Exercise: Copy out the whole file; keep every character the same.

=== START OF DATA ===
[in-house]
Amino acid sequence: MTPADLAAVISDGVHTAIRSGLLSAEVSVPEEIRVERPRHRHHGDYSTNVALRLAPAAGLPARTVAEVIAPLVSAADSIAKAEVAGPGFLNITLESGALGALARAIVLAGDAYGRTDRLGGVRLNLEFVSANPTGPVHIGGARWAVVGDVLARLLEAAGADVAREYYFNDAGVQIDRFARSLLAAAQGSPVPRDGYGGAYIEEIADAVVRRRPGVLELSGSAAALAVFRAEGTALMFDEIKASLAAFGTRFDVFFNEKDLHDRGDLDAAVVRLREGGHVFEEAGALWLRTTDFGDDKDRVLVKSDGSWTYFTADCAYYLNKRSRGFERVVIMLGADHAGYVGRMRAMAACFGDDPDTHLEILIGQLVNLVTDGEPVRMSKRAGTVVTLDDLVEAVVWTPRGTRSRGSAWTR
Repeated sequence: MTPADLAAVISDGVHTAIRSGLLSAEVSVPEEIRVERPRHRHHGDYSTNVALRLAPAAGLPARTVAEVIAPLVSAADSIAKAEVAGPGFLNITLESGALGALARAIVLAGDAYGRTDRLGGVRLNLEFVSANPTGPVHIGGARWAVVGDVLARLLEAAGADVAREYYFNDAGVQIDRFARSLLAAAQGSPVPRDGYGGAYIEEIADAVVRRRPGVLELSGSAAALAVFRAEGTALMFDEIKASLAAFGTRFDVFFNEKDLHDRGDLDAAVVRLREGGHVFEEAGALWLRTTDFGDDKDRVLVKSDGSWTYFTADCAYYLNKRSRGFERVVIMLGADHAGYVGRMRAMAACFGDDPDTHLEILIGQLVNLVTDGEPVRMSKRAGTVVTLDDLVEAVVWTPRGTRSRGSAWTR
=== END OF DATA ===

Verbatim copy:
[in-house]
Amino acid sequence: MTPADLAAVISDGVHTAIRSGLLSAEVSVPEEIRVERPRHRHHGDYSTNVALRLAPAAGLPARTVAEVIAPLVSAADSIAKAEVAGPGFLNITLESGALGALARAIVLAGDAYGRTDRLGGVRLNLEFVSANPTGPVHIGGARWAVVGDVLARLLEAAGADVAREYYFNDAGVQIDRFARSLLAAAQGSPVPRDGYGGAYIEEIADAVVRRRPGVLELSGSAAALAVFRAEGTALMFDEIKASLAAFGTRFDVFFNEKDLHDRGDLDAAVVRLREGGHVFEEAGALWLRTTDFGDDKDRVLVKSDGSWTYFTADCAYYLNKRSRGFERVVIMLGADHAGYVGRMRAMAACFGDDPDTHLEILIGQLVNLVTDGEPVRMSKRAGTVVTLDDLVEAVVWTPRGTRSRGSAWTR
Repeated sequence: MTPADLAAVISDGVHTAIRSGLLSAEVSVPEEIRVERPRHRHHGDYSTNVALRLAPAAGLPARTVAEVIAPLVSAADSIAKAEVAGPGFLNITLESGALGALARAIVLAGDAYGRTDRLGGVRLNLEFVSANPTGPVHIGGARWAVVGDVLARLLEAAGADVAREYYFNDAGVQIDRFARSLLAAAQGSPVPRDGYGGAYIEEIADAVVRRRPGVLELSGSAAALAVFRAEGTALMFDEIKASLAAFGTRFDVFFNEKDLHDRGDLDAAVVRLREGGHVFEEAGALWLRTTDFGDDKDRVLVKSDGSWTYFTADCAYYLNKRSRGFERVVIMLGADHAGYVGRMRAMAACFGDDPDTHLEILIGQLVNLVTDGEPVRMSKRAGTVVTLDDLVEAVVWTPRGTRSRGSAWTR